War on software piracy begins
( 2003-09-09 08:59) (China Daily)
Copyright administrations in Beijing, Shanghai, Guangdong and Sichuan took drastic actions together Monday, marking the start of a month-long special action against pirated software.
The special action, launched by the National Copyright Administration, is a move to support the development of the software and electronics industries.
Through investigations of all kinds of software markets, copyright administrations hope to facilitate cracking down on firms that produce and sell pirated software.
Enterprises that install pirated software on computers before sale will also be major targets of the special action, according to sources with the National Copyright Administration.
The administration will also strengthen its surveillance of the very common practice of distributing illegal software over the Internet, according to the source, and service providers caught indulging in such practices will be dealt with according to the law.
Piracy has become a major obstacle holding back the development of China's software industry in recent years.
Though the country has shaped policies to encourage the industry's development, the burgeoning industry still needs a more effective copyright protection system, said a statement of the administration.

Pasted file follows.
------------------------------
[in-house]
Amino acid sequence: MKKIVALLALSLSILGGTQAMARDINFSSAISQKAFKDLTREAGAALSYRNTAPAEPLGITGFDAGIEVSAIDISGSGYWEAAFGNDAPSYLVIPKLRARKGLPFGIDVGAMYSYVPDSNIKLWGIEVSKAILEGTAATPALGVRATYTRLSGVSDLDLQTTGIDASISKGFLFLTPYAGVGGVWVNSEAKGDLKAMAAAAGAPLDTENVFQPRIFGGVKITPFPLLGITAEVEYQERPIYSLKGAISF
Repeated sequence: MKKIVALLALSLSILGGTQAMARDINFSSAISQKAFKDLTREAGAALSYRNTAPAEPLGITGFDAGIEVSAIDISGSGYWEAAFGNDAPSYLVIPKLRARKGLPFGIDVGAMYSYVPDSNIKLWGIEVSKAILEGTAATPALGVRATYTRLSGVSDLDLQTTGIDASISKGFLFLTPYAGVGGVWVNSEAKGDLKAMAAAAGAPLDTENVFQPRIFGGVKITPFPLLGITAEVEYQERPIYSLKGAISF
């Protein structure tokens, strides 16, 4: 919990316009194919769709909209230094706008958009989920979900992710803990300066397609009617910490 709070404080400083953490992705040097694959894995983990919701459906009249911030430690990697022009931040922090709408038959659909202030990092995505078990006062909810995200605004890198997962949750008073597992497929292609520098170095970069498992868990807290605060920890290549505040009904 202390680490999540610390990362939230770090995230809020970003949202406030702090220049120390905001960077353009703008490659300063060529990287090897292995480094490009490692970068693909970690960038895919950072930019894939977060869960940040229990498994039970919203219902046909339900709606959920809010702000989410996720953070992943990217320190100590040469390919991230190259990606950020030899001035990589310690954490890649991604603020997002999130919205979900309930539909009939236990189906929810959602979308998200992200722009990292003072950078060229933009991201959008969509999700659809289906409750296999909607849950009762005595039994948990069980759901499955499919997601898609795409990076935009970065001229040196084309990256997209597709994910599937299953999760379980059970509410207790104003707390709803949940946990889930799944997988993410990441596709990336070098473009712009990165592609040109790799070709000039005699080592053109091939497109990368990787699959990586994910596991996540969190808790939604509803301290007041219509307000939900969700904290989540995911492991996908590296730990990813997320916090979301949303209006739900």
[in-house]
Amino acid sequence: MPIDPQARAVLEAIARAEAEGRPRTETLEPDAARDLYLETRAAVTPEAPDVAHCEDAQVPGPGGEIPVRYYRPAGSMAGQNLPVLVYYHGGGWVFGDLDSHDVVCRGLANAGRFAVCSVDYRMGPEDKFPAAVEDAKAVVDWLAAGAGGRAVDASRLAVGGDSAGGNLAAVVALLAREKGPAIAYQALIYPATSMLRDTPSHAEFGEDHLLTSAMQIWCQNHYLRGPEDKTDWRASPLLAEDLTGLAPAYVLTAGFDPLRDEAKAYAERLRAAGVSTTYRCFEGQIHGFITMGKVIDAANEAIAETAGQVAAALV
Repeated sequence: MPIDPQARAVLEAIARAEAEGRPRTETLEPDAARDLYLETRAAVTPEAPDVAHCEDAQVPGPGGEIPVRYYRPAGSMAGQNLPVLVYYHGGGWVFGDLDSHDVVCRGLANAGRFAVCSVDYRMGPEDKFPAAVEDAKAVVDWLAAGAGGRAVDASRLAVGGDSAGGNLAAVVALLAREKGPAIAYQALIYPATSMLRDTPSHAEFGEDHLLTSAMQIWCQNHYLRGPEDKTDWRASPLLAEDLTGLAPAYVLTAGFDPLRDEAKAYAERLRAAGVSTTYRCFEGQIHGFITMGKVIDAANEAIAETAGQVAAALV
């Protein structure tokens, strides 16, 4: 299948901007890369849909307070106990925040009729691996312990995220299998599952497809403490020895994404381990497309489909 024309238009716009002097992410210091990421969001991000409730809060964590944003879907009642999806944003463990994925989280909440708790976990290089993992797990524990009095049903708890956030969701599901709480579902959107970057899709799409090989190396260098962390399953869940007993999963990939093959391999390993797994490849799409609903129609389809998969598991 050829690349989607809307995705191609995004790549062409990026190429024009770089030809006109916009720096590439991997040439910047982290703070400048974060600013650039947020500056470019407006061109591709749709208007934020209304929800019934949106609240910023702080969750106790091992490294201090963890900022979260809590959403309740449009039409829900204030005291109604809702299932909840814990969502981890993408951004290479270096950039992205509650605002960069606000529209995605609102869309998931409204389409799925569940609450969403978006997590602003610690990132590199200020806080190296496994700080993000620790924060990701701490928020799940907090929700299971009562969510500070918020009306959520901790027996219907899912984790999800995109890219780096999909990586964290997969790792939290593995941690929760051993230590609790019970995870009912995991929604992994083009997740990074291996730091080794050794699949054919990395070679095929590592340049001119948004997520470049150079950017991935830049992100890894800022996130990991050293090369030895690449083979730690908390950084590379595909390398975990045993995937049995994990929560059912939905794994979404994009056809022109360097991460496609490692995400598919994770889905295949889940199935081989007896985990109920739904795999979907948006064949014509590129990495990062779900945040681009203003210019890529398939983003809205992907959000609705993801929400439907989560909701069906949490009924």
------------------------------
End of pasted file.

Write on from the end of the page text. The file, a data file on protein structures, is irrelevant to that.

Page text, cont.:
Just yesterday morning, the Beijing municipal copyright administration confiscated 70,000 pirated software discs and 10,000 pirated DVDs and VCDs in an investigation of a three-storey electronic product market called Wanshiji.
In the same morning, officials in Guangdong Province, in South China, confiscated 33,500 pirated software items in three large computer markets, while officials in Sichuan Province of Southwest China confiscated as many as 110,000 pirated software items.
The National Copyright Administration said that similar actions will be taken against software piracy in the future.
And from October 10 to 20, the administration will specially assign a supervision team to appraise the results of this special action.
Over the past decade the government has pushed cracking down on piracy and protecting copyrights.
Incomplete statistics show that from 1995 to 2002, the country's copyright administrations have destroyed 197 million pirated items.
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